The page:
And, you know what, it just might!



Time to Get Wage Increases Back on the State Ballots

Chicago Raise the Min Wage RallyLafayette    Looking at the recent elections, SeaTac was the seasoning, but New Jersey was the steak when it comes to overwhelming support of the voters for raising the minimum wages to deal with stagnant pay packages and soaring inequities.   The small Seattle working class suburb of SeaTac next to the airport, passed a huge minimum wage for their community of $15 per hour, almost $6 over the Washington state minimum of $9 and change which is the highest currently in the country, so deservedly got a lot of publicity and attention, and its impact on reportedly 6000 workers is significant.   Nonetheless, the bigger news and longer shadow has to have been the 60-40 mandate given by New Jersey voters to a more modest $1 per hour increase in that state’s minimum wage from $7.25 to $8.25, which is also a dollar over the federal minimum, and here the impact will be felt by hundreds of thousands of workers.

            Given the total dysfunctional stalemate in Congress, only someone living in Portland, Maine or any of the five Michigan cities that have now legalized marijuana would realistically believe that the federal minimum wage is going to go up anytime soon with midterm elections in 2014.   Perhaps something might happen in the waning days of the Obama Administration as it did in Clinton’s time, but that’s too late, and, you can bet it will be too little.

            New Jersey was luckier in some ways though its accomplishment was huge.  The legislature had attempted to raise the state’s minimum to $8.50, but Republican, and recently re-elected, Governor Chris Christie vetoed the measure.   The legislature stiffened its back and put the $8.25 measure on the state ballot and the voters may have elected Christie with one hand, but they gave him a slapdown with the other on this issue.

            When the legislature doesn’t have the will or wherewithal to put such a matter to the voters, that means going through the arduous process of putting a minimum wage measure, hopefully with indexing to inflation or other increases, on the ballot where that option exists.   Doing so is neither easy nor cheap, but that’s what it takes, as we have learned over and over again in Missouri, Ohio, Florida, Arizona, and other states.   The benefits are calculated in the billions of increased wages paid and millions of workers and their families who collect the raises.  Even a dollar after all for a fulltime worker means another $2000 a year in wages, and that’s real money.

            There is no way to look at some of the results without understanding that voters are desperate for change and a not just a different approach and candidate, but someone new and ready to fight, which was good news for Bill de Blasio and is bad news for Hillary Clinton.  ACORN can’t drive the wage increase train at the ballot this time, but a lot of people, players, and organizations need to get on track to get it done so the voters can make it happen next in 2014 and 2016 in the general elections.


Up with Minimum Wage – Hell, Yes! How about Hospitality Workers, Too?

New Orleans    President Obama in the State of the Union address called for an increase in the federal minimum wage, which has been stuck for the last four years at $7.25 per hour.  The President has done some bargaining, hopefully not with himself again, but the target for his proposed increase is $9.00 per hour, rather than the $9.50 he had proposed in his first term.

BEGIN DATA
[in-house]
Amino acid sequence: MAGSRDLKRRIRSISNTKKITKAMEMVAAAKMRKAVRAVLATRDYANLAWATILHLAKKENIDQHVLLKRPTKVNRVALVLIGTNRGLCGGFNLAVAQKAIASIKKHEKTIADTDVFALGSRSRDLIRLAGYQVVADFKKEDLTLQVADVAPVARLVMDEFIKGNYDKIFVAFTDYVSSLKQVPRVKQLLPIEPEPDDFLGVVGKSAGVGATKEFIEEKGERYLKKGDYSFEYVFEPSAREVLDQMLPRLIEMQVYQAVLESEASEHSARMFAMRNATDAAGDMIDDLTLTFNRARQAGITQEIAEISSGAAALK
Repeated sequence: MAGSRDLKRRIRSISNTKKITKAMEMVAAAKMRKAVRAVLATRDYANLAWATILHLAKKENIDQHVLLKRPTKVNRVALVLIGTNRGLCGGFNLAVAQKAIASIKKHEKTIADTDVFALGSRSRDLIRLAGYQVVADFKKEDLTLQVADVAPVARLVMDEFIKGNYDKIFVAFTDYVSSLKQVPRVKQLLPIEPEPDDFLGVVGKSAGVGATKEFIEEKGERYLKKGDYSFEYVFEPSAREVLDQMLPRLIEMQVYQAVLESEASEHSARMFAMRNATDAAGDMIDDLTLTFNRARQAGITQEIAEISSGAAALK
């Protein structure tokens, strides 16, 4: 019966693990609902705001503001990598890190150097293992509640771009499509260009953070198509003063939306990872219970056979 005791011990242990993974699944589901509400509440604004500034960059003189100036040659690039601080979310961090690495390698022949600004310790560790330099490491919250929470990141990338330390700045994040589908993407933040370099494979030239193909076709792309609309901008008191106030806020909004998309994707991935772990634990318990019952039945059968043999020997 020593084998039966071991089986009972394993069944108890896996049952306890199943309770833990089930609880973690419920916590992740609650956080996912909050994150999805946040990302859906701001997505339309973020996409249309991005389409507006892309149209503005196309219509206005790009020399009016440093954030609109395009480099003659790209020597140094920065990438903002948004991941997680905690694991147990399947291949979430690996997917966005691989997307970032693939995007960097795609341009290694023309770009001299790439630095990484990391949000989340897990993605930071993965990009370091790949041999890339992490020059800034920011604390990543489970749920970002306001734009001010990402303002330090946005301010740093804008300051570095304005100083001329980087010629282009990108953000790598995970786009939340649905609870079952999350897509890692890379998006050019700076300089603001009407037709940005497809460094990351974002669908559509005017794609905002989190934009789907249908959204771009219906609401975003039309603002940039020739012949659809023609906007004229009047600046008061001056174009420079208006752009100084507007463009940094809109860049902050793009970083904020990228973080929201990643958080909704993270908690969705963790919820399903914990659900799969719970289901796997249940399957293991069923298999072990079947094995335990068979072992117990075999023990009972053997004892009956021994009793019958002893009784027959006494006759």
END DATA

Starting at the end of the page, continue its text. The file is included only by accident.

I’m not for quibbling though if he is really serious and finally willing to do the work to not just get an increase in the minimum, but also finally win indexing to the cost of living, which would mean low wage workers would not keep watching their paychecks shrink in the long, multi-year stretches of waiting for Congress to finally remember they need a raise.  The last serious argument for indexing was during Robert Reich’s tour at the Labor Department, but that notion was pulled back for the health care push in the first Clinton term.

Invariably, the increase would be over a number of years, rather than in one big gulp.  Maybe a bump to $8.00, then $8.50, and finally $9.00 over a couple of years, putting workers at $9 by the end of 2015 or starting 2016, more likely.  With indexing kicking in even at 2% or so with current inflation, the value of the $9.00 would stay evergreen.

The one thing I did not hear was a call to finally push back the lobbyists for the hotel and restaurant associations, and move the needle forward on tipped employees, who have been stuck around $2 bucks per hour over the last few bumps in the Fair Labor Standards Act (FLSA) governing the minimum wage.  Yes, they are supposed to get to the $7.25 figure through tips, but the enforcement is weak, and that’s putting it mildly, and the confusion for customers is huge, since most have no idea what kind of pittance they are earning.  The fast legion of tipped employees are not cocktail waitresses or brunch waiters in upscale breakfast places in New York City making $300 in tips per shift, but are humping it to make enough to bust past $8 per hour.

I will avoid ranting about my ever unpopular argument that tips are one of the major factors holding back hospitality workers from fair wages, solid unions, and dignity and respect on the job.  Nor will I list, as I have often done, the number of countries that scoff at tips as disrespectful or even refuse tips and turn them back to the customer when afforded.

Whether tips are an abomination for workers or not, the minimum wage for all the growing millions of hospitality and service workers classified as tipped employees desperately needs to be included significantly in any serious proposal for raising the minimum wage.

How about targeting the benchmark at 50% of the wage set per hour for non-tipped employees?  That would mean $4.50 for tipped workers when the FLSA number is $9.00 and so forth.

Time to move forward for ALL workers on this fight.